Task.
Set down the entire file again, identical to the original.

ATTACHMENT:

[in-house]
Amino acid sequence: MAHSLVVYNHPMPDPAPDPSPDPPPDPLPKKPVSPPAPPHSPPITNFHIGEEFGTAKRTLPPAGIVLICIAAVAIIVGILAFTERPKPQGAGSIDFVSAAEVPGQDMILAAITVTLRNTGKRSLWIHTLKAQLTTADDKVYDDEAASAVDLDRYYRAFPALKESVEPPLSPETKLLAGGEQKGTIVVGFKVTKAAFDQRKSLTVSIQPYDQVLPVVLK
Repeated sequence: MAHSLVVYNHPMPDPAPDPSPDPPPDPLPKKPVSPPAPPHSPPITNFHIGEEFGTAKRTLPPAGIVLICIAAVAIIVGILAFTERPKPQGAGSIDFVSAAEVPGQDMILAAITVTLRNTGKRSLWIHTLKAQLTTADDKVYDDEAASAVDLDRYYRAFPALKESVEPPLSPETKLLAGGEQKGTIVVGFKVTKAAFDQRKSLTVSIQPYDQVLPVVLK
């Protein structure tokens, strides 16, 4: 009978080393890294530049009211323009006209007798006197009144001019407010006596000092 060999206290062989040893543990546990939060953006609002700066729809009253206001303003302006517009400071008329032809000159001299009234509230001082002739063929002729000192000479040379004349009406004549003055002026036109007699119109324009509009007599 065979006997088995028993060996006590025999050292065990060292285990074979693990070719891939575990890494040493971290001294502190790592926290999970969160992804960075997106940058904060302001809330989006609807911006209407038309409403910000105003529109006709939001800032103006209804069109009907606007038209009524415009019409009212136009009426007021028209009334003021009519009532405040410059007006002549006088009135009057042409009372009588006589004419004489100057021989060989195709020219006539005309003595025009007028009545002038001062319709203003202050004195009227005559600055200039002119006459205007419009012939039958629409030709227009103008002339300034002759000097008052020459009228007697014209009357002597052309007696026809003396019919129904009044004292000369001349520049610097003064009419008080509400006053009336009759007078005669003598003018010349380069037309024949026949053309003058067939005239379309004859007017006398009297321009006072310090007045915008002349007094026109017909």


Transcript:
[in-house]
Amino acid sequence: MAHSLVVYNHPMPDPAPDPSPDPPPDPLPKKPVSPPAPPHSPPITNFHIGEEFGTAKRTLPPAGIVLICIAAVAIIVGILAFTERPKPQGAGSIDFVSAAEVPGQDMILAAITVTLRNTGKRSLWIHTLKAQLTTADDKVYDDEAASAVDLDRYYRAFPALKESVEPPLSPETKLLAGGEQKGTIVVGFKVTKAAFDQRKSLTVSIQPYDQVLPVVLK
Repeated sequence: MAHSLVVYNHPMPDPAPDPSPDPPPDPLPKKPVSPPAPPHSPPITNFHIGEEFGTAKRTLPPAGIVLICIAAVAIIVGILAFTERPKPQGAGSIDFVSAAEVPGQDMILAAITVTLRNTGKRSLWIHTLKAQLTTADDKVYDDEAASAVDLDRYYRAFPALKESVEPPLSPETKLLAGGEQKGTIVVGFKVTKAAFDQRKSLTVSIQPYDQVLPVVLK
């Protein structure tokens, strides 16, 4: 009978080393890294530049009211323009006209007798006197009144001019407010006596000092 060999206290062989040893543990546990939060953006609002700066729809009253206001303003302006517009400071008329032809000159001299009234509230001082002739063929002729000192000479040379004349009406004549003055002026036109007699119109324009509009007599 065979006997088995028993060996006590025999050292065990060292285990074979693990070719891939575990890494040493971290001294502190790592926290999970969160992804960075997106940058904060302001809330989006609807911006209407038309409403910000105003529109006709939001800032103006209804069109009907606007038209009524415009019409009212136009009426007021028209009334003021009519009532405040410059007006002549006088009135009057042409009372009588006589004419004489100057021989060989195709020219006539005309003595025009007028009545002038001062319709203003202050004195009227005559600055200039002119006459205007419009012939039958629409030709227009103008002339300034002759000097008052020459009228007697014209009357002597052309007696026809003396019919129904009044004292000369001349520049610097003064009419008080509400006053009336009759007078005669003598003018010349380069037309024949026949053309003058067939005239379309004859007017006398009297321009006072310090007045915008002349007094026109017909």